A few years ago I was doing some phishing investigations training at the Police School in Santiago, Chile. One module in my training was called “Logs Don’t Lie” which pointed out that in most cases we have everything we need to prioritize a phishing response just by looking at the log files, either on the compromised phishing server, or in the Financial Institutions own logs.
Malware C2 servers are another great place to apply the rule “Logs Don’t Lie.” Most security researchers realize that there is a great cloud of fellow researchers on Twitter sharing little tips and glimpses of their investigations. @LukasStefanko and @nullcookies and I have been looking at a C2 server for a piece of Android malware. And the Logs are AMAZINGLY helpful at understanding just what kind of damage such a trojan can do! (Sidenote: @nullcookies is a monster for finding fresh and interesting phish (and often related tools), while @LukasStefanko is an awesome malware analyst for ESET, specializing in Android-based malware.)
In this case, the malware is believed to be called “Anubis II” and likely uses the “Builder” that is depicted in this YouTube video, titled “Builder Android Bot Anubis 2”
|Launcher the APK Builder “Android Botnet Anubis II”|
|Malware actor chooses from his list of banking targets|
In the comments section of the video, someone has shared a screen shot of the botmaster’s control panel. In this case it is demonstrating that 619 Android phones can be controlled from the botnet:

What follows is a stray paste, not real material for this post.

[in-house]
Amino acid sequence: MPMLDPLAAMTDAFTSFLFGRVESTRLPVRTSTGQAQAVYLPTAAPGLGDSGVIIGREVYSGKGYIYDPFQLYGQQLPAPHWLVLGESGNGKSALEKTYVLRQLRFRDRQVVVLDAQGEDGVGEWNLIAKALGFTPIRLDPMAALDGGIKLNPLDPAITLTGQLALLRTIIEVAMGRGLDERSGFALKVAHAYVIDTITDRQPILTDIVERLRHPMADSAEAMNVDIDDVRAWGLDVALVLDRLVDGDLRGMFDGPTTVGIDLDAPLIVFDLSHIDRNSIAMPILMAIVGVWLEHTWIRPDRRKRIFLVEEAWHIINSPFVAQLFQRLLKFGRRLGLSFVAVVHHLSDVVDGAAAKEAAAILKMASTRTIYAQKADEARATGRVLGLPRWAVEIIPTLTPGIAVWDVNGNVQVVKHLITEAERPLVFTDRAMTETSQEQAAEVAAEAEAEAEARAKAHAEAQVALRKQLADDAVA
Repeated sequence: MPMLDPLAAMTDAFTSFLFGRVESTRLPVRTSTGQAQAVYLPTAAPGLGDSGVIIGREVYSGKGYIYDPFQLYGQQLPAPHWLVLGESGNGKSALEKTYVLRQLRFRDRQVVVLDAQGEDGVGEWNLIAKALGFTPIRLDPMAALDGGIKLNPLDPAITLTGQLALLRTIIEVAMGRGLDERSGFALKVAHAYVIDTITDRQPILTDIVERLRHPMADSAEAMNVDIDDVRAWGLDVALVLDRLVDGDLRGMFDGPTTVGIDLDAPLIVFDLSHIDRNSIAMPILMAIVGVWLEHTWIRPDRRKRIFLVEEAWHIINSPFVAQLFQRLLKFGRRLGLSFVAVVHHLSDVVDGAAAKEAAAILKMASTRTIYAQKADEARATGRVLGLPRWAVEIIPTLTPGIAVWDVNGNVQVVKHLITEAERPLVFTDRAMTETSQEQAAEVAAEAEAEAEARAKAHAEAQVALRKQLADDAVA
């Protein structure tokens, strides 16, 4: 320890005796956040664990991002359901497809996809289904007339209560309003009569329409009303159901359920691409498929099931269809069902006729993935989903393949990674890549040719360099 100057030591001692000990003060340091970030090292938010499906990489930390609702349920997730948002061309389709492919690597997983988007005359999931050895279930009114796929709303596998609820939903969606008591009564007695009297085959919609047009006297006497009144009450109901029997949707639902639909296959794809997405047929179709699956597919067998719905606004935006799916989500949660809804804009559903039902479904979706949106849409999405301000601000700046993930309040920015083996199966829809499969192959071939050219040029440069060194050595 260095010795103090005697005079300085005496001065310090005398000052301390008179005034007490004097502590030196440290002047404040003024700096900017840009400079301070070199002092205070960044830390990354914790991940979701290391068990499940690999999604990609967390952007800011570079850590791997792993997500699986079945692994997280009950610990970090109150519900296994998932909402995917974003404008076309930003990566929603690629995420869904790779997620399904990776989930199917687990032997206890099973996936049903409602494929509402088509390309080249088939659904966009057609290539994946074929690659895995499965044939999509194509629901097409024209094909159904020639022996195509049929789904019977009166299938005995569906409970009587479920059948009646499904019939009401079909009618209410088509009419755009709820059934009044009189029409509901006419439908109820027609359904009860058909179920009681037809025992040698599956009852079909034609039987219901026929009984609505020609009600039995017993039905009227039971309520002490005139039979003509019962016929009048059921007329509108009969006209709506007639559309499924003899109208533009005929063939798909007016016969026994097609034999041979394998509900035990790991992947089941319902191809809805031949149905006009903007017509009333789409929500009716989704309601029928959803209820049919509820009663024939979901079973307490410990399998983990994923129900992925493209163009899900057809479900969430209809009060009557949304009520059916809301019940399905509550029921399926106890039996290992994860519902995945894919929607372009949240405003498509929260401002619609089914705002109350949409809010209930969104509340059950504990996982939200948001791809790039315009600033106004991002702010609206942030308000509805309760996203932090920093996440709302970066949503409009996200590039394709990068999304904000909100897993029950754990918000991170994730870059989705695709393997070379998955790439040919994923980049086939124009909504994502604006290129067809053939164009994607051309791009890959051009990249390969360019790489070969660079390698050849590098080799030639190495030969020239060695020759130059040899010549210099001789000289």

|Phones that can be controlled from Anubis II control panel|
In the particular instance referred to by Lukas and NullCookies, the malware seems to have been active primarily in June of 2018. The server hosting the Anubis II panel has a list of banks that it can present.
The targets which have custom web inject (or phone inject) content include:
- 7 Austrian banks
- 18 Australian banks
- 5 Canadian banks
- 6 Czech banks
- 11 German banks
- 11 Spanish banks
- 11 French banks
- 8 Hong Kong banks
- 11 Indian banks
- 6 Japanese banks
- 1 Kenyan bank
- 4 New Zealand banks
- 32 Polish banks
- 4 Romanian banks
- 9 Turkish banks
- 10 UK banks (Bank of Scotland, Barclays, CSGCSDNMB,
Halifax, HSBC, Natwest, Royal Bank of Scotland, Santander, TSB, Ulster)
- 10 US banks (Bank of America, Capital One, Chase, Fifth
Third, NetTeller, Skrill, SunTrust, USAA, US Bank, Wells Fargo Mobile)
Fake Android Login Pages for Banks
As well as some Online Payment, Email, and Social Media sites:
Each bank on the list has the equivalent of a phishing page that can be presented if the owner of the android phone attempts to log in to the given bank.
Some of them have silly typographical errors that will hopefully reduce success, such as this Wells Fargo content, inviting the phone owner to “Sing In” to the bank. Perhaps there is a Wells Fargo Choir? Hopefully that will cause victims to NOT fall for this particular malware!
|The Wells Fargo Choir? Sing On!|
The SMS Intercepts
One of the main benefits of having access to the server was to see so many examples of successful SMS message intercepts! At the time of the server dump, this one contained 32,900+ unique “keylog” entries and 52,000+ logged SMS messages from at least 47 unique devices.
Here’s an example showing a Bank Two Factor Authentication request being forward to the criminals:
Text: Bank of Redacted: 819881 is your authorization code which expires in 10 minutes. If you didn’t request the code, call 1.800.xxx.xxxx for assistance.
Keylogging was also enabled, allowing the criminal to see when a bank app was being used:
06/14/2018, 09:07:34 EDT|(FOCUSED)|[From:, REDACTED BANK, Account Number:, ******6680, Date:, May 30, 2018 10:10:42 AM EDT, Status:, Canceled, Amount:, $100.00, Type:, Deposit, Transfer ID:, 25098675]
In this example, an online payment company is sharing a message: